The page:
In the second part, Norvig does another simulation to demonstrate that doing away with hiring managers is a good idea (hires are made by the company as a whole and then assigned to teams and projects later). The assumptions underlying this one are interesting. First of all, hiring managers are assumed to be completely greedy hirers, who will never fail to fill a position even if they have no candidate that’s minimally suitable. That’s an … interesting model of trust, shall we say. (I would have to agree that any individual hiring manager who acts that way is probably bad for his/her company, so if we assume that all hiring managers act that way, then I would agree that they’ve all got to go. (Disclaimer: I’m a hiring manager.))

But the more interesting implicit assumption is: there’s no cost to removing all informational connection between projects/teams and hiring. For one thing, fitting candidates to teams or projects is a non-issue by definition (because candidates are reduced to a single “quality” score, equally good for any project or team). For another, there’s no connection between the amount of information you can share with candidates in job offers and your success in getting candidates to accept those offers. (I am happy to say that I know of at least one counterexample: a game-changingly inventive and productive guy, currently working at Yahoo!, who decided to take the Y! offer over a “better” offer from G, because Y! could tell him something about the projects and co-workers in advance…)

I’m not even saying that I’m sure that decoupling projects from hiring decisions _isn’t_ a win – I’m just sure that if you simulate an inherently tradeoffy proposal like that by including all the benefits and none of the costs, then your simulation will probably tell you that it’s a really good idea. (Or as Norvig puts it: “We’re pleased that these little simulations show our hiring strategy is on top.”)

Anyway, if you personally would like to have your talents, abilities, and interests mapped to a single score at application time, and then agree in advance to join a “pool” of interchangeable workers, with no prior information about what you’ll be doing or who you’ll be working with, you should know that the Google hiring philosophy can make your dreams come true. On the other hand (shameless plug time), if you’d like to talk to different teams doing significantly different sorts of work, and then make an informed decision about what you’d like to work on and who you’d like to work closely with, drop us a line at Yahoo! Search. Each to his own, right?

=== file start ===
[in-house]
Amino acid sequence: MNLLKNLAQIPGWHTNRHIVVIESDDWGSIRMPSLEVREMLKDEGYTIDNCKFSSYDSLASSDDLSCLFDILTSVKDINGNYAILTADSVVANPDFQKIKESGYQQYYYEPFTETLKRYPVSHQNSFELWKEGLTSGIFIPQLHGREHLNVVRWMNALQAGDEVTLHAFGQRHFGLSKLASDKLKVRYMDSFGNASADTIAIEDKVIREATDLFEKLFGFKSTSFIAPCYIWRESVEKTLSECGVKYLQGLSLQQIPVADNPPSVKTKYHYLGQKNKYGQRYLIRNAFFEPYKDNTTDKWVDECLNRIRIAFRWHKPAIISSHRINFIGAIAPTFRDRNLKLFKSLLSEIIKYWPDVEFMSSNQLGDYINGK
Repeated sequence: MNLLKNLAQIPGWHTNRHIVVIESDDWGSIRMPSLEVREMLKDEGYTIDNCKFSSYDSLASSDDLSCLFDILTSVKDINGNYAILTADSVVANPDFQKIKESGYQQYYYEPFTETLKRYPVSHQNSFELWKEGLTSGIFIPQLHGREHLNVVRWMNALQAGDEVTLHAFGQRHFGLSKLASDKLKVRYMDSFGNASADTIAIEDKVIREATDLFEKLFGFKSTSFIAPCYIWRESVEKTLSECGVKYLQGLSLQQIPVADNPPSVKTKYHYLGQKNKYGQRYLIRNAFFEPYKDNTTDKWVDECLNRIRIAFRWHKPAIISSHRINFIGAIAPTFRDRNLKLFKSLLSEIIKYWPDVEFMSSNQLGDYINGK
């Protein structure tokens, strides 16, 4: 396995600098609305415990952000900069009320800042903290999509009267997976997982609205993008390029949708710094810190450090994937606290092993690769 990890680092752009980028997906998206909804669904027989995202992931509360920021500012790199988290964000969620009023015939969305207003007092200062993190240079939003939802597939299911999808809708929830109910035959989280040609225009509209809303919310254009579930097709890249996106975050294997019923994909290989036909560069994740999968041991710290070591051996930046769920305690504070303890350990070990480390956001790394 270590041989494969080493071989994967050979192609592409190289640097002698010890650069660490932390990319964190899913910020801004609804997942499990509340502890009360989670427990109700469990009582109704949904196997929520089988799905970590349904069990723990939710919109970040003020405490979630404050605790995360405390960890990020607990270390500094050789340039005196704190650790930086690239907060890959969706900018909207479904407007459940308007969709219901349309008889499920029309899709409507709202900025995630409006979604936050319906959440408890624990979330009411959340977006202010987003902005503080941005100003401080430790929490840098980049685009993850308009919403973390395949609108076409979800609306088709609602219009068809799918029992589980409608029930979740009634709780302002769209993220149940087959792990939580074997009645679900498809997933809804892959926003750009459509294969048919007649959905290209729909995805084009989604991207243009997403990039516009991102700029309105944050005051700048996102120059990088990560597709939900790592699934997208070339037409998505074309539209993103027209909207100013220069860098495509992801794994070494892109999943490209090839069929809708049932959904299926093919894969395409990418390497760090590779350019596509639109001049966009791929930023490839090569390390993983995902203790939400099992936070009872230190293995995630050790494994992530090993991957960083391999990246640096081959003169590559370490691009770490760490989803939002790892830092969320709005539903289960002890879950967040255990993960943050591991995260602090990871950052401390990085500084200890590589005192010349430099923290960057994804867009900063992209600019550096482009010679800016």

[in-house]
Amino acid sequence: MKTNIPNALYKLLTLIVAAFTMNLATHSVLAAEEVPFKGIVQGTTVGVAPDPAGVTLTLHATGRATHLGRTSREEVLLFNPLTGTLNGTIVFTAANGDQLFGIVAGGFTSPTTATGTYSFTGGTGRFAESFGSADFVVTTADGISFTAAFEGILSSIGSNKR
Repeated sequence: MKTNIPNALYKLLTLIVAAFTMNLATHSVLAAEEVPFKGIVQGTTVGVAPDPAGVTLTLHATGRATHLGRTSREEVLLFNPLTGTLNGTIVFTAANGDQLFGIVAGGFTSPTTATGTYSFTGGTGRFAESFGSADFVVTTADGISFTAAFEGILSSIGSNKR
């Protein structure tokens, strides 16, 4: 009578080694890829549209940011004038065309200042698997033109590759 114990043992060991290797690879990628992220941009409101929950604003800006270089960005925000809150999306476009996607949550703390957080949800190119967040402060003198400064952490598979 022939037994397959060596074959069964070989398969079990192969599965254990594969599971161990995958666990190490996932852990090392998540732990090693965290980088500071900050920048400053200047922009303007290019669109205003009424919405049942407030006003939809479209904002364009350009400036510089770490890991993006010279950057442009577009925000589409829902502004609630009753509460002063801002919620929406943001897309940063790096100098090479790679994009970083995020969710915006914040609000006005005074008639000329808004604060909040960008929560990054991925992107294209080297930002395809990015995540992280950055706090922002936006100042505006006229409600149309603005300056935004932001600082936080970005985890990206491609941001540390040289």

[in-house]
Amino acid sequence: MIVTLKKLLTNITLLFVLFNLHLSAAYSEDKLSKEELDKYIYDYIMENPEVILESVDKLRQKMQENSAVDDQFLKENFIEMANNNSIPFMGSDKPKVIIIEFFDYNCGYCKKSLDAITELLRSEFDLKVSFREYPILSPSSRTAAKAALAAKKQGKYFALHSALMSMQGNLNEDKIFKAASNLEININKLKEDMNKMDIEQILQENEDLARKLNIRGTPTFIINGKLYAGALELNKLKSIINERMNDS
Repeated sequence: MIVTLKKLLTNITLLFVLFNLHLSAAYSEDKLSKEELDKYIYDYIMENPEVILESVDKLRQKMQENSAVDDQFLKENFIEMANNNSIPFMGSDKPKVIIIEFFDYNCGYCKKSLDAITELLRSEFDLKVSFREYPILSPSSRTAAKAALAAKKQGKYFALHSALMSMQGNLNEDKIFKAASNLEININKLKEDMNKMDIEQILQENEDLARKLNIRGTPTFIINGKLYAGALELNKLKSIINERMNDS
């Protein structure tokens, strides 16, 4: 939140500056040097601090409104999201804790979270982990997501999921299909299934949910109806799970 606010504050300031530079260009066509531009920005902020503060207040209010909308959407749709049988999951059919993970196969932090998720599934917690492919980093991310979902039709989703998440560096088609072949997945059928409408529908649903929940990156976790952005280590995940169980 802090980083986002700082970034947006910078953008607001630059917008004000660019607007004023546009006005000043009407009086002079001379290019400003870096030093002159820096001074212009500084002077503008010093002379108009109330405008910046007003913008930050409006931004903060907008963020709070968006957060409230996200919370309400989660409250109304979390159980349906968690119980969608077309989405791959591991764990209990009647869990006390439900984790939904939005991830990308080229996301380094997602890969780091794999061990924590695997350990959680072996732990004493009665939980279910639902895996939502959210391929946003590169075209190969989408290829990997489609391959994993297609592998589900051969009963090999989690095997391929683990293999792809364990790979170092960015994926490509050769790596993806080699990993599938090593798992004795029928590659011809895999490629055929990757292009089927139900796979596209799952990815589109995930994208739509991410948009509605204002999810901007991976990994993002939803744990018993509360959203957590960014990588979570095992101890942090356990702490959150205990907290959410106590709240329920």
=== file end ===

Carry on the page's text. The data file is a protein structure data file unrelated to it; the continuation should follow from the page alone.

(Disclaimer: in case you couldn’t guess already, I work at Yahoo! Search, but am not speaking for Y! here.)


How wifi changes the workplace

February 26, 2006

Following up on both my last post and Jeremy’s, I’ve been amused and interested to see how wifi (and other connecting technologies) has changed my working environment – especially in ways that no one was anticipating when they constructed the building…

I work in one of those buildings that have floors full of cubicles, with conference rooms at the edges. There are very few offices (even very senior execs have cubes, and sometimes even share them). There are implicit assumptions in this architecture: that most people will be working away most of the time on semi-isolated work, but that groups of people will also congregate occasionally in the conference rooms and talk (aided by things like whiteboards and projectors). People in the cubes don’t want to be bothered by the talking, so the conference rooms have doors, etc.

I’m an engineering manager, so I spend more time lately in the rooms than in the cube. And very recently I started doing what all the other people in that situation have been doing for years: taking a wifi-equipped notebook with me everywhere, including to meetings. Maybe because it’s new for me, I’m seeing a lot of funny little phenomena – mostly good, some bad, but a couple just odd.

o It no longer annoys me at all when I show up on time to a meeting and no one else is there yet. I just work, sending email and whatnot, until there’s critical mass and things get started. (Good)

o If I’m one of the late ones, I’m likely to walk into a room holding a bunch of people, all looking at their notebook computers and tapping away, not talking to each other. These are people who have all agreed to meet at this time and place for the purpose of talking to each other. (Odd)

o Sometimes someone has to come to a meeting who is not really involved, but is there to answer questions about their special expertise. This person can just work (or… whatever they’re doing on that machine) until the expertise is needed, and then jump in. (Good)

o People who actually need to pay attention get sucked into their machines. They can be at least as tuned out as someone who is dialing in. Sometimes it’s necessary to say: “Time to close the notebook”. (Bad)

o When I meet with my manager, and he realizes as a result that he needs to send someone a 1-line email, he does it then and there. I’m doing this now too. (In a former life it would have been a reminder note-to-self on a scrap of paper.) (Good)

o If we’re in a room with a projector and everyone has a machine, you can swap the cable around (I know – it’s clumsy), and anyone can drive and show anyone else anything on the intranet, docs, personal email, their local disk. (Good)

o Every so often you pass by a conference room, and see a solitary person on the phone. What are they doing? Either having a confidential conversation (job interview?) or more likely “dialing in” to some meeting in a different building, city, or continent. Alternatively, you’ll see and hear someone sitting in their cube and talking loudly and at length as they dial in to a meeting. I don’t think anyone anticipated this when they built the office – neither cubes or conference rooms are the right thing. (Bad).

o Every so often, you pass by a conference room, and see a solitary notebook-owner in there, not on the phone. What are they doing? Working. It’s a nice, spacious, quiet office, though unfortunately temporary. (Odd)